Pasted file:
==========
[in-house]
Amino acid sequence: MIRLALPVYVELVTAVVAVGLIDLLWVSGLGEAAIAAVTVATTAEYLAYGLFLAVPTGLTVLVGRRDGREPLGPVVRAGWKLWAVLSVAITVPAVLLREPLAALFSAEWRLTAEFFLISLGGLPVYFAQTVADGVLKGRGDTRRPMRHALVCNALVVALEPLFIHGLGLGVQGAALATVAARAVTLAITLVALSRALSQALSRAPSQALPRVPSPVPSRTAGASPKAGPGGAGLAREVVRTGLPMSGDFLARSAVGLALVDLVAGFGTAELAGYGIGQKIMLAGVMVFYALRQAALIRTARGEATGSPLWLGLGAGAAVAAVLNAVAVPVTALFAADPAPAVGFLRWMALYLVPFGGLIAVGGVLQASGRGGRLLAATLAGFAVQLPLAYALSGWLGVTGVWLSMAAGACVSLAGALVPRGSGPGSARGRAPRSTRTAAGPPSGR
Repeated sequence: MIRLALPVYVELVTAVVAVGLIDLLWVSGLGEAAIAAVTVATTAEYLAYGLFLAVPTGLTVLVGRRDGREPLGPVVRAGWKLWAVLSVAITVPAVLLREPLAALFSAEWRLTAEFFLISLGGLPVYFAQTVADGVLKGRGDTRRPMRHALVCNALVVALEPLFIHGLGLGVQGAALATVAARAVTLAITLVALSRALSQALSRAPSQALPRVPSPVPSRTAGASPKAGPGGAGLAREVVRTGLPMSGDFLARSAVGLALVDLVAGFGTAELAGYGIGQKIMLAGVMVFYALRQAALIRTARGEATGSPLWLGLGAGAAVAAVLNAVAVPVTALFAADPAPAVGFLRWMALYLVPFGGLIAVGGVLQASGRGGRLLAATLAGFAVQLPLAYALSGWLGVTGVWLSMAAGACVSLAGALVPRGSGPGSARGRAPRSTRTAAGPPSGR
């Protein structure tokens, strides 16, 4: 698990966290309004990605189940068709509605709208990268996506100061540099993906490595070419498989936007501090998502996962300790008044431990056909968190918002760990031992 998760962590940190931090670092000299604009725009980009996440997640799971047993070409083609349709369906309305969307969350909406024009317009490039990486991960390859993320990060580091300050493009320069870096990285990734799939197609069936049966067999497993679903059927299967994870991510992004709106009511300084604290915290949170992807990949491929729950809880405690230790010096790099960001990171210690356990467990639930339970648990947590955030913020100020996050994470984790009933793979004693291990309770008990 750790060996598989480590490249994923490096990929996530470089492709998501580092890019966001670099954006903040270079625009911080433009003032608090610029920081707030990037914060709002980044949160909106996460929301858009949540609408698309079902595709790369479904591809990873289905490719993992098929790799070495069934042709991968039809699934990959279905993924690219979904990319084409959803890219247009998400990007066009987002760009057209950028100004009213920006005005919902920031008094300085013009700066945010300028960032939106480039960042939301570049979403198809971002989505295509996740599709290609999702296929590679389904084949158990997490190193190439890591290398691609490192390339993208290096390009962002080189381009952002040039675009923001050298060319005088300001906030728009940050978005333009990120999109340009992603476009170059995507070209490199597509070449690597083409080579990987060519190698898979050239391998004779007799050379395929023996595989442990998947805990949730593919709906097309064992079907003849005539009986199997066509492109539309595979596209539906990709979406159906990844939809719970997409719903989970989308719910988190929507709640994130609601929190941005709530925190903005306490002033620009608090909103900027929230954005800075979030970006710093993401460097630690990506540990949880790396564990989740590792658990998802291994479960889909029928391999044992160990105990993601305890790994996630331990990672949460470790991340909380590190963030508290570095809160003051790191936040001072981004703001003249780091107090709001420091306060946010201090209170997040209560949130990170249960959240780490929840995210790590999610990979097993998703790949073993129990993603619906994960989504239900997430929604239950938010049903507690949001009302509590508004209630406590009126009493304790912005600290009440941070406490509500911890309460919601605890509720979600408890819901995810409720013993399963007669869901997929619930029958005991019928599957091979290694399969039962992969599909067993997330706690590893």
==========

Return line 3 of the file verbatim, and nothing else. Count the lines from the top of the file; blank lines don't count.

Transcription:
Repeated sequence: MIRLALPVYVELVTAVVAVGLIDLLWVSGLGEAAIAAVTVATTAEYLAYGLFLAVPTGLTVLVGRRDGREPLGPVVRAGWKLWAVLSVAITVPAVLLREPLAALFSAEWRLTAEFFLISLGGLPVYFAQTVADGVLKGRGDTRRPMRHALVCNALVVALEPLFIHGLGLGVQGAALATVAARAVTLAITLVALSRALSQALSRAPSQALPRVPSPVPSRTAGASPKAGPGGAGLAREVVRTGLPMSGDFLARSAVGLALVDLVAGFGTAELAGYGIGQKIMLAGVMVFYALRQAALIRTARGEATGSPLWLGLGAGAAVAAVLNAVAVPVTALFAADPAPAVGFLRWMALYLVPFGGLIAVGGVLQASGRGGRLLAATLAGFAVQLPLAYALSGWLGVTGVWLSMAAGACVSLAGALVPRGSGPGSARGRAPRSTRTAAGPPSGR